Indirect Command Execution

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Indirect Command Execution
Technique
ID T1202
Tactic Defense Evasion
Platform Windows
Permissions Required User
Data Sources Process Monitoring, Process command-line parameters, Windows event logs
Defense Bypassed Application whitelisting, Process whitelisting, Whitelisting by file name or path
Contributors Matthew Demaske, Adaptforward

Various Windows utilities may be used to execute commands, possibly without invoking cmd. For example, Forfiles, the Program Compatibility Assistant (pcalua.exe), components of the Windows Subsystem for Linux (WSL), as well as other utilities may invoke the execution of programs and commands from a Command-Line Interface, Run window, or via scripts.12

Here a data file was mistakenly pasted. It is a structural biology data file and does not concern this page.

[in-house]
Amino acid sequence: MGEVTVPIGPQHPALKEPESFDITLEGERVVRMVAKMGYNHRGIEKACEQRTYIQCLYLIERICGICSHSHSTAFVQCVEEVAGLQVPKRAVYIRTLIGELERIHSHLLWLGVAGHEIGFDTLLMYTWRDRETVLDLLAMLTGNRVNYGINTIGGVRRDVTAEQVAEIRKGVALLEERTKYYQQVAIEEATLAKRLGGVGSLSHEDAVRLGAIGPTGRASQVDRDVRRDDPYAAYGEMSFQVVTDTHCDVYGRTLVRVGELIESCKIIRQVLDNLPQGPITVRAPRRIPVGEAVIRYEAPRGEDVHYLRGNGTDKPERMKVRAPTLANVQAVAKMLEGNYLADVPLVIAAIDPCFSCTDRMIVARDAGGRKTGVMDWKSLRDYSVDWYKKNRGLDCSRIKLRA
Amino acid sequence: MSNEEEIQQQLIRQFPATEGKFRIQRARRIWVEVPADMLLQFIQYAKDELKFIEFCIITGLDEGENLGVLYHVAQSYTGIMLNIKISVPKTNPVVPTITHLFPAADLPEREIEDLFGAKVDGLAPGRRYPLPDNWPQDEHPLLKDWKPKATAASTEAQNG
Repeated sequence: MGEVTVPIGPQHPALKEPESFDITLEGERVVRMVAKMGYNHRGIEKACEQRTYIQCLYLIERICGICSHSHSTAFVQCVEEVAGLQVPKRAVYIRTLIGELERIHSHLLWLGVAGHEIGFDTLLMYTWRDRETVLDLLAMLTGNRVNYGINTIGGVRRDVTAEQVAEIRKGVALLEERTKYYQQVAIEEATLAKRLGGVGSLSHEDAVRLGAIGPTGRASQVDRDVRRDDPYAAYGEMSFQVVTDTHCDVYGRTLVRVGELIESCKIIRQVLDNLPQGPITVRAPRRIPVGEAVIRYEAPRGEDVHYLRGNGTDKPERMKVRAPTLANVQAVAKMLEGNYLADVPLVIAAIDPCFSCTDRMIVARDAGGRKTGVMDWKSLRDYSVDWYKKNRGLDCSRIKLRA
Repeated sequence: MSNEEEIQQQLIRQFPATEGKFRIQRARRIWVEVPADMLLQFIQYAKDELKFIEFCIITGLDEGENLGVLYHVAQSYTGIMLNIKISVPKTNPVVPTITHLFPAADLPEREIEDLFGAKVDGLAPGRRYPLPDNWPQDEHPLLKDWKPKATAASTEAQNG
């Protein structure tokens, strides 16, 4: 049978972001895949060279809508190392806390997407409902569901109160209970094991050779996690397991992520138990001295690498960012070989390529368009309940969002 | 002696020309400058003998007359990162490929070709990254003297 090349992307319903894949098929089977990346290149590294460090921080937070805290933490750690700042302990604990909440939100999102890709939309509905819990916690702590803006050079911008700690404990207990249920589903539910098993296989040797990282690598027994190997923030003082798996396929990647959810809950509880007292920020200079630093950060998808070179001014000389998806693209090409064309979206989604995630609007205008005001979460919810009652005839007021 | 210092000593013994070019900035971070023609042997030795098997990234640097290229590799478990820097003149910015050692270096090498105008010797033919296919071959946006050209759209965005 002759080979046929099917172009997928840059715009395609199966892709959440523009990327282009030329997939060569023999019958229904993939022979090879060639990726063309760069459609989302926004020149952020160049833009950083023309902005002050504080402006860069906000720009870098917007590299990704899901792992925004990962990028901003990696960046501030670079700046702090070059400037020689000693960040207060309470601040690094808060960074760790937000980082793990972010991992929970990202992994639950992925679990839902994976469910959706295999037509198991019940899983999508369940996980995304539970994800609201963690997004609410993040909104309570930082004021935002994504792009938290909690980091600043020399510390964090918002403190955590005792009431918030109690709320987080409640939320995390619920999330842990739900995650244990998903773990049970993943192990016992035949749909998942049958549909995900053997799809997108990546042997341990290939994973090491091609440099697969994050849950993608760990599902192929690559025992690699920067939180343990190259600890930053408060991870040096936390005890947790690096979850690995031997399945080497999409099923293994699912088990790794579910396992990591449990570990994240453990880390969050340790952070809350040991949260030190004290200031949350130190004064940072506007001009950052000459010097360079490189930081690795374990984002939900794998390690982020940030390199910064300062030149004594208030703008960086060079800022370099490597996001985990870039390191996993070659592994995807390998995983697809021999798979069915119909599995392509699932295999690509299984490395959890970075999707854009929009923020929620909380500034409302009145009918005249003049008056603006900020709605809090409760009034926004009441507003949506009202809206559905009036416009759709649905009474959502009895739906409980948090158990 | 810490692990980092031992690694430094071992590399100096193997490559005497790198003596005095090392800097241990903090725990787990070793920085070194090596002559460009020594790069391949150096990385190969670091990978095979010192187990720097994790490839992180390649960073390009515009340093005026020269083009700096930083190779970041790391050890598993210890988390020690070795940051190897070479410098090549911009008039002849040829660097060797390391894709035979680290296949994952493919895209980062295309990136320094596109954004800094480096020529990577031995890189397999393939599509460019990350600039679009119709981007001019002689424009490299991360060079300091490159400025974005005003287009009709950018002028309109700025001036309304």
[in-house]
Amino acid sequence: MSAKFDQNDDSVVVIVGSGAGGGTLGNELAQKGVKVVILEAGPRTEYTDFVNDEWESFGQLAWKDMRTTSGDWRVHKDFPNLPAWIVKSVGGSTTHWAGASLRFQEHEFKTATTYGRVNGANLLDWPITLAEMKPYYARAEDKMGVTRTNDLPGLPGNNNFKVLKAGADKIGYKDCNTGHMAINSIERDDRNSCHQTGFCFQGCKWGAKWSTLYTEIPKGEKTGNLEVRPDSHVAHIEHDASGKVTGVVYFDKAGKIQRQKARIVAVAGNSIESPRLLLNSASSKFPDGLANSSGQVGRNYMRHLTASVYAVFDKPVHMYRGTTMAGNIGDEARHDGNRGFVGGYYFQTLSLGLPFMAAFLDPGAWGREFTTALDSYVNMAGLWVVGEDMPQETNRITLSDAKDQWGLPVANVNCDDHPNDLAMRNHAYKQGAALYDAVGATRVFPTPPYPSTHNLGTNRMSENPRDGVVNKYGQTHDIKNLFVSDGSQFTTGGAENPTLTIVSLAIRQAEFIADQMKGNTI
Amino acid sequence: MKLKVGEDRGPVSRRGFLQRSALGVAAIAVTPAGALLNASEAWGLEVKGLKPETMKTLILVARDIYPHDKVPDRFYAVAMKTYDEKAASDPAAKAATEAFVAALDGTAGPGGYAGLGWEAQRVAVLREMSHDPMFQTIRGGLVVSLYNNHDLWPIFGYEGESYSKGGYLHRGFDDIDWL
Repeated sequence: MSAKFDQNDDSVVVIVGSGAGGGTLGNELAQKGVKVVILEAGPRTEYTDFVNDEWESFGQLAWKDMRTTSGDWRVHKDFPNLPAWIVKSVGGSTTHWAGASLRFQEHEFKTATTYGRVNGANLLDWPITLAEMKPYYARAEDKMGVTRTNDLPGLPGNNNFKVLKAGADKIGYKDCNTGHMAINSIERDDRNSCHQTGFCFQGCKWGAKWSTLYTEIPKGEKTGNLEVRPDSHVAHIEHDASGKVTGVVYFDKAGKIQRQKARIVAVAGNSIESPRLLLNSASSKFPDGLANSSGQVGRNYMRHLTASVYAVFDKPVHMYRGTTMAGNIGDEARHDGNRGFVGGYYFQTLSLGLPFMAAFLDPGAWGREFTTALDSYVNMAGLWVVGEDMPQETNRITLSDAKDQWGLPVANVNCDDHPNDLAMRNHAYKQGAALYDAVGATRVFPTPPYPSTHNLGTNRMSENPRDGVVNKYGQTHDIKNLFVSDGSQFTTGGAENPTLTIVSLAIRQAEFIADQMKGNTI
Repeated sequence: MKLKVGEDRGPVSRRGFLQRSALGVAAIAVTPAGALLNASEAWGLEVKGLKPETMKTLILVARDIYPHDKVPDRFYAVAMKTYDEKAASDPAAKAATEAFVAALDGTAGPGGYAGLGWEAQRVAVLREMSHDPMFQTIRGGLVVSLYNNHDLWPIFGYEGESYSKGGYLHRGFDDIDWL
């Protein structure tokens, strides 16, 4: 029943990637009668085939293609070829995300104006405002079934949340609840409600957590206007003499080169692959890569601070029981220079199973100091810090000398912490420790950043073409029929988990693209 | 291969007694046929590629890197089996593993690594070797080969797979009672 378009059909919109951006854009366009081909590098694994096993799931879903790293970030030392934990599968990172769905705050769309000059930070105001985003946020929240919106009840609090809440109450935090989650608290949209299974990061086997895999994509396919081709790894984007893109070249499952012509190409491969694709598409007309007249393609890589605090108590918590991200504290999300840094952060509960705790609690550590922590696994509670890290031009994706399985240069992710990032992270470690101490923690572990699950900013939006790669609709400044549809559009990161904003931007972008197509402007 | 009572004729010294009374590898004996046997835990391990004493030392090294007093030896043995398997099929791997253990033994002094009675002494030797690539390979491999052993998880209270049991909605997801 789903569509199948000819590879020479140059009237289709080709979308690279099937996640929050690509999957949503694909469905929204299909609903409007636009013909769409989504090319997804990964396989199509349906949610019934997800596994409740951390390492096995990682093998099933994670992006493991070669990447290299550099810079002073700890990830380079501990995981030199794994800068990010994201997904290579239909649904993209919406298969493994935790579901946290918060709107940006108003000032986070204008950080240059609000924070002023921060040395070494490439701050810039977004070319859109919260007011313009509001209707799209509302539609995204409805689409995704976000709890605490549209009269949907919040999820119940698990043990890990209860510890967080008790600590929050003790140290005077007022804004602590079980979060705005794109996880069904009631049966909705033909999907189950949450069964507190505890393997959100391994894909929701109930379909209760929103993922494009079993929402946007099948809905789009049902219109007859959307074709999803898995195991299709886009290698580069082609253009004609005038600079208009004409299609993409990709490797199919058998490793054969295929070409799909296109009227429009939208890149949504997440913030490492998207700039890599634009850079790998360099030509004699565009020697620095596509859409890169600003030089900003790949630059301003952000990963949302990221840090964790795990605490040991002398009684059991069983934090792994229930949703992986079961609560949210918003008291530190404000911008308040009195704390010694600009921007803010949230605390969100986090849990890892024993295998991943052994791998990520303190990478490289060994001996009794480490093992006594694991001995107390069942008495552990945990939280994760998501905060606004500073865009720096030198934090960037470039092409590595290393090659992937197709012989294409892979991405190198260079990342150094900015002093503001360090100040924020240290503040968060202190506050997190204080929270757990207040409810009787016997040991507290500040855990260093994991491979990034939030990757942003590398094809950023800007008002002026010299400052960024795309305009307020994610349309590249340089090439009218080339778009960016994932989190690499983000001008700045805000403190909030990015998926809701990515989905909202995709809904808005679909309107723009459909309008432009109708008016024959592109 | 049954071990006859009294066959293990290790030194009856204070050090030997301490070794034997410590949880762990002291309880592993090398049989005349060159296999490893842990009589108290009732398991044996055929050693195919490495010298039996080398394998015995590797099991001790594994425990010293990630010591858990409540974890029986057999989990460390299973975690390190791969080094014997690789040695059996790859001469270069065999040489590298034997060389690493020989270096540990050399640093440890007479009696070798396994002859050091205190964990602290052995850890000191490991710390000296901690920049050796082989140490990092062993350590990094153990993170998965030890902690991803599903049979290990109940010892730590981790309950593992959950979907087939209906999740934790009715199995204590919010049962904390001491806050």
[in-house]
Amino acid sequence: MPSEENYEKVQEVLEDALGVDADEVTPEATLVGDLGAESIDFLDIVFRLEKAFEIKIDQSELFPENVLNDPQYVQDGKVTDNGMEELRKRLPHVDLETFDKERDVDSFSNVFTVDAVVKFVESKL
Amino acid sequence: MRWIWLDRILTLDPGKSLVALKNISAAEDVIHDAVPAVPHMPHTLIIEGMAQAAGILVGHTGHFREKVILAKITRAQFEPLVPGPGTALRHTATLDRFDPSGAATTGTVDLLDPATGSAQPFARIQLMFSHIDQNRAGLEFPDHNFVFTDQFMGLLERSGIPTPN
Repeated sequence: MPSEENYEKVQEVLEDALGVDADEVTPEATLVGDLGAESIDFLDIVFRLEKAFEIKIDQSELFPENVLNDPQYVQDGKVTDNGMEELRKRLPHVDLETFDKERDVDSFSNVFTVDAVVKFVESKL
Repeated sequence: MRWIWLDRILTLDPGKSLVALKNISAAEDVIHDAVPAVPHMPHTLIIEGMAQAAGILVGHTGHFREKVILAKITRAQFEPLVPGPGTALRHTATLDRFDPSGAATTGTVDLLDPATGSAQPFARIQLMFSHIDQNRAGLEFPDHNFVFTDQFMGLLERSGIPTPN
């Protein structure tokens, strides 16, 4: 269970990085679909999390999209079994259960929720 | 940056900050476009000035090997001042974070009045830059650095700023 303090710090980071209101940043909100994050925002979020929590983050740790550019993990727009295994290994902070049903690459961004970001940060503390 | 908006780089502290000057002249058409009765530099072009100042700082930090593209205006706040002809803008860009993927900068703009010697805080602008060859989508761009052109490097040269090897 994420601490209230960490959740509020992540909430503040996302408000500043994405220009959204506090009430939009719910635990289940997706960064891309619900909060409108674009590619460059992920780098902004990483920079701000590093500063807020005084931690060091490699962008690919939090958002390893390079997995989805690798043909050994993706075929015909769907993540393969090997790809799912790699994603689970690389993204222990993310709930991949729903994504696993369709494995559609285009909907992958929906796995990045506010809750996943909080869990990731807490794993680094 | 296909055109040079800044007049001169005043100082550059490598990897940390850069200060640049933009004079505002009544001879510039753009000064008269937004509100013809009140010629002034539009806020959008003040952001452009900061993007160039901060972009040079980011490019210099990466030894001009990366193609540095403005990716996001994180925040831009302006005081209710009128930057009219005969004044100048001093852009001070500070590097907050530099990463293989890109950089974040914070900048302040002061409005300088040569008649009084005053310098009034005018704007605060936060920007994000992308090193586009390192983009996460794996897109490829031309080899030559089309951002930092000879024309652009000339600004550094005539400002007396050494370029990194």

Adversaries may abuse these utilities for Defense Evasion, specifically to perform arbitrary execution while subverting detections and/or mitigation controls (such as Group Policy) that limit/prevent the usage of cmd.

Examples

  • Forfiles can be used to subvert controls and possibly conceal command execution by not directly invoking cmd.12

Mitigation

Identify or block potentially malicious software that may contain abusive functionality by using whitelisting3 tools, like AppLocker,45 or Software Restriction Policies6 where appropriate.7. These mechanisms can also be used to disable and/or limit user access to Windows utilities used to invoke execution.

Detection

Monitor and analyze logs from host-based detection mechanisms, such as Sysmon, for events such as process creations that include or are resulting from parameters associated with invoking programs/commands and/or spawning child processes.8